Ohio State's easy blowout of Oklahoma State told me this: the Big 10 is a power conference, populated with big, strong, physical football players as well as some guys with surprising speed. Ohio State impressed me with the ease with which they dispatched a talented Okie State team, albeit a Cowboy squad that faded like a cheap hanky over the last half of the season. Point is, I am expecting to see a Wolverine squad that is at least comparable to the Buckeyes in terms of size, speed and physicality. These guys will slug it out step for step with Texas, and will present a huge physical challenge for the Longhorns.

But watching Texas Tech basically blow No. 4 California out in the Holiday Bowl also told me that Texas, which won in a laugher over Tech in Lubbock, is certainly one of the best teams in college football when it gets rolling on both sides of the ball. So I believe Texas can win this game comfortably if it executes, keeps the turnovers to a bare minimum, and eliminates stupid penalties. They don't have to play a perfect game, just a focused, emotional one.

With an incredible player like Braylon Edwards getting the football, Michigan will get some yards and put up some points. But I believe Texas has more game-changers than Michigan, particularly with guys like Vince Young, Cedric Benson and Derrick Johnson on the field, and will ultimately prove the more explosive team.

By the time the sun sets over the Pacific, the Horns will have proven they deserved to be right where they are: in the BCS, in the Rose Bowl, and in the top 5 -- deal with it, America. Texas 30, Michigan 20.

Ross -- Earlier this year, in my Publisher Column in the October Inside Texas magazine, I wrote that Mack Brown faced "his biggest game ever as head coach at The University of Texas" on Oct. 9 when the Horns took on the Sooners in the Cotton Bowl. And at the time, it was. But that title will be surrendered Saturday in Pasadena.

A win in the Rose Bowl won't erase five straight losses to OU, including in that "biggest game ever" almost three months ago. And it won't bring either a conference or a national title to the Forty Acres. But, given the controversial circumstances surrounding UT's first-ever BCS berth and the announcement this week of another pre-bowl raise for Brown, a win will bring two, absolutely vital things to the Texas program: renewed national legitimacy and respect by shedding the 'can't win the big one' label it's earned under Brown, plus renewed momentum for a program that appeared plateaued at the very good but not great level over the last four seasons. And it'll feel darn good! An 11-1 finish with a BCS bowl win is that important. (Perhaps a more effective way to get the point across about this game's importance: just imagine for yourself what we'll be hearing from Saturday evening on throughout the off-season if the Horns lose to the Wolverines. Suffice it to say, it will dwarf the derision both in terms of ferocity and longevity that followed the most recent loss to the Sooners.)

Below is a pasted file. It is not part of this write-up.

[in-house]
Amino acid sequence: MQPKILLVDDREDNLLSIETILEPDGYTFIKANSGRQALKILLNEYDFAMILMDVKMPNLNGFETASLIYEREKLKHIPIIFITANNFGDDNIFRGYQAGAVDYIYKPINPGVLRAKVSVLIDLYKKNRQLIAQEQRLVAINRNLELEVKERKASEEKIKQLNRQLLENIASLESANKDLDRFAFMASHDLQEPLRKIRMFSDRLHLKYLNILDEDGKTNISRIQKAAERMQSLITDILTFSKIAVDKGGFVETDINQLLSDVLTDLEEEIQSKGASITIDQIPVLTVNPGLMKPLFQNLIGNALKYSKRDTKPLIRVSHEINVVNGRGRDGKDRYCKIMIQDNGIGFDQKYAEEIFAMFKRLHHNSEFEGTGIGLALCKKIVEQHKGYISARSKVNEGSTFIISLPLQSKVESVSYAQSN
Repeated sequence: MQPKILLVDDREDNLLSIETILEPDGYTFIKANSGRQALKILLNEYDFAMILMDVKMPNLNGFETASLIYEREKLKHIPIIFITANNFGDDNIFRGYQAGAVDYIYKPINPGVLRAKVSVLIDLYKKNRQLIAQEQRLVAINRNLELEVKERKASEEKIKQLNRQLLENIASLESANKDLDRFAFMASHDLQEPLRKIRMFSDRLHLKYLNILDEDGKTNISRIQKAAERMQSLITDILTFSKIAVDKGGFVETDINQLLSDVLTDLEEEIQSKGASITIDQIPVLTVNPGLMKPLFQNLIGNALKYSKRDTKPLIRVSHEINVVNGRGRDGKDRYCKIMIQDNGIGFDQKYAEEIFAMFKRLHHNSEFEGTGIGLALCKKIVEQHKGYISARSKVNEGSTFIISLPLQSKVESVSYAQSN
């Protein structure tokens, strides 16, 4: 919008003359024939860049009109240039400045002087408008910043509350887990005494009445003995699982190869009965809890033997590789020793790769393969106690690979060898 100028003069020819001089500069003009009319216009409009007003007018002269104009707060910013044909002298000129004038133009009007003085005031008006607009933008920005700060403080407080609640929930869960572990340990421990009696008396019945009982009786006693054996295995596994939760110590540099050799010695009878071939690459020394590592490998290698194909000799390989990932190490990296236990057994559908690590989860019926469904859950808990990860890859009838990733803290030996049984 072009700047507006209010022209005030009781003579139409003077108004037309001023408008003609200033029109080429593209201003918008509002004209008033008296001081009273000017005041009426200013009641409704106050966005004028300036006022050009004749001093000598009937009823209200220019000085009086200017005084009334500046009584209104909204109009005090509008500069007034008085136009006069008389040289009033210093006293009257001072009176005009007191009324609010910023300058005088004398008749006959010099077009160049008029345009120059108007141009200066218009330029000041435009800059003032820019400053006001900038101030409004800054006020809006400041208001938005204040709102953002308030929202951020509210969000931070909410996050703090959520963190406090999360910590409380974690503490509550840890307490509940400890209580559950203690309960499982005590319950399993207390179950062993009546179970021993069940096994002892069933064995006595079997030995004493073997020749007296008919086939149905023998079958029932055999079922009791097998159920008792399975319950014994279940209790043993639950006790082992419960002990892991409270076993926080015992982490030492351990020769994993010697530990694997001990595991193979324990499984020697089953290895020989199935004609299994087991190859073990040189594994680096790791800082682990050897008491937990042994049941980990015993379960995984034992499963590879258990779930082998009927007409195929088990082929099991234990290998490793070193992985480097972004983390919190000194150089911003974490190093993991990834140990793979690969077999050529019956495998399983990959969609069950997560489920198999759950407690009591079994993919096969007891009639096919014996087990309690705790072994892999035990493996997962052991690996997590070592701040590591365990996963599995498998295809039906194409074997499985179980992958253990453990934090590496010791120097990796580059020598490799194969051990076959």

So, does Texas win its latest "biggest game ever"? I say, 'Yes'!

First of all, the Horns match-up well with Michigan. I particularly like UT's rush O vs. the Wolverines' run D. Over the final three games of the season, Michigan gave up 397 yards on the ground to Michigan State and then 200-plus to both Northwestern and Ohio State. OSU QB Troy Smith torched the U-M defense for 145 yards on 18 carries and MSU QBs Damon Dowell and Drew Stanton totaled 112 yards on 18 carries. The Wolverines focus Saturday will be on slowing Vince Young's running (and forcing him to pass), but that's easier said than done. Michigan couldn't stop three lesser athletes than Young, and those QBs didn't have a backfield mate like Cedric Benson. And -- shhh, don't tell the Wolverines -- while VY is no Joe Montana, he finished the season completing 52 of 79 attempts for 698.

I also like the Longhorn D vs. the Michigan run game. Braylon Edwards will get his yards. He got 'em vs. Notre Dame and Ohio State, the Wolverines' two losses. The more important stats from those losses are Michigan's rushing yards: 56 vs. the Irish and 71 vs. the Buckeyes. Edwards will not beat Texas, but Michael Hart could. Greg Robinson knows it, and will scheme accordingly.

And speaking of Robinson, his influence (along with that of soon-to-be San Jose State head coach Dick Tomey combined with Mac McWhorter and Michael Haywood) on the attitude of this team is another of the aspects that make me like the Horns in this one. No way is this team unprepared, in scheme or in attitude, as have been some Longhorn bowl teams of recent vintage. I expect Texas to be ready.

The usual caveat applies: turnovers can render all of the above virtually meaningless. But in the shadow of the San Gabriel Mountains, the Horns will reach heights not seen by Orangebloods since the early 80's. A major bowl victory and a top four finish. Texas 34, Michigan 21.